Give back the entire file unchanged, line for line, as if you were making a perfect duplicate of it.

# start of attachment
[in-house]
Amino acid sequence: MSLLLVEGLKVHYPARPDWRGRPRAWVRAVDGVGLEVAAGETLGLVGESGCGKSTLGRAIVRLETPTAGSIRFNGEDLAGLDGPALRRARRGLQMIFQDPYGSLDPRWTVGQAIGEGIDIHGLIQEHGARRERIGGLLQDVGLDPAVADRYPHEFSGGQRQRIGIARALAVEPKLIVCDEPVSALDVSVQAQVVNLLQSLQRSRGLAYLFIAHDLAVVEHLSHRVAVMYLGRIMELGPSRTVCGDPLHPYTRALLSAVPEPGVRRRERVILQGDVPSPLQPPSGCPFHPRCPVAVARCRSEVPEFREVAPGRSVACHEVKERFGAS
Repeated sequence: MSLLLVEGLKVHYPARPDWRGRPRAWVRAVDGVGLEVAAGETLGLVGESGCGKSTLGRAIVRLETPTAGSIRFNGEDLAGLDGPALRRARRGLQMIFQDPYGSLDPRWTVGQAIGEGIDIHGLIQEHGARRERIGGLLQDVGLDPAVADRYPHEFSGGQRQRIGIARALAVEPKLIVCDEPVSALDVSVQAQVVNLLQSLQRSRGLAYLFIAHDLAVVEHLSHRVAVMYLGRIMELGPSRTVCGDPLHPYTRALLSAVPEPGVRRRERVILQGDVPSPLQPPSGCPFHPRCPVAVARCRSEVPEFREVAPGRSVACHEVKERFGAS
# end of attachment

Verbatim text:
[in-house]
Amino acid sequence: MSLLLVEGLKVHYPARPDWRGRPRAWVRAVDGVGLEVAAGETLGLVGESGCGKSTLGRAIVRLETPTAGSIRFNGEDLAGLDGPALRRARRGLQMIFQDPYGSLDPRWTVGQAIGEGIDIHGLIQEHGARRERIGGLLQDVGLDPAVADRYPHEFSGGQRQRIGIARALAVEPKLIVCDEPVSALDVSVQAQVVNLLQSLQRSRGLAYLFIAHDLAVVEHLSHRVAVMYLGRIMELGPSRTVCGDPLHPYTRALLSAVPEPGVRRRERVILQGDVPSPLQPPSGCPFHPRCPVAVARCRSEVPEFREVAPGRSVACHEVKERFGAS
Repeated sequence: MSLLLVEGLKVHYPARPDWRGRPRAWVRAVDGVGLEVAAGETLGLVGESGCGKSTLGRAIVRLETPTAGSIRFNGEDLAGLDGPALRRARRGLQMIFQDPYGSLDPRWTVGQAIGEGIDIHGLIQEHGARRERIGGLLQDVGLDPAVADRYPHEFSGGQRQRIGIARALAVEPKLIVCDEPVSALDVSVQAQVVNLLQSLQRSRGLAYLFIAHDLAVVEHLSHRVAVMYLGRIMELGPSRTVCGDPLHPYTRALLSAVPEPGVRRRERVILQGDVPSPLQPPSGCPFHPRCPVAVARCRSEVPEFREVAPGRSVACHEVKERFGAS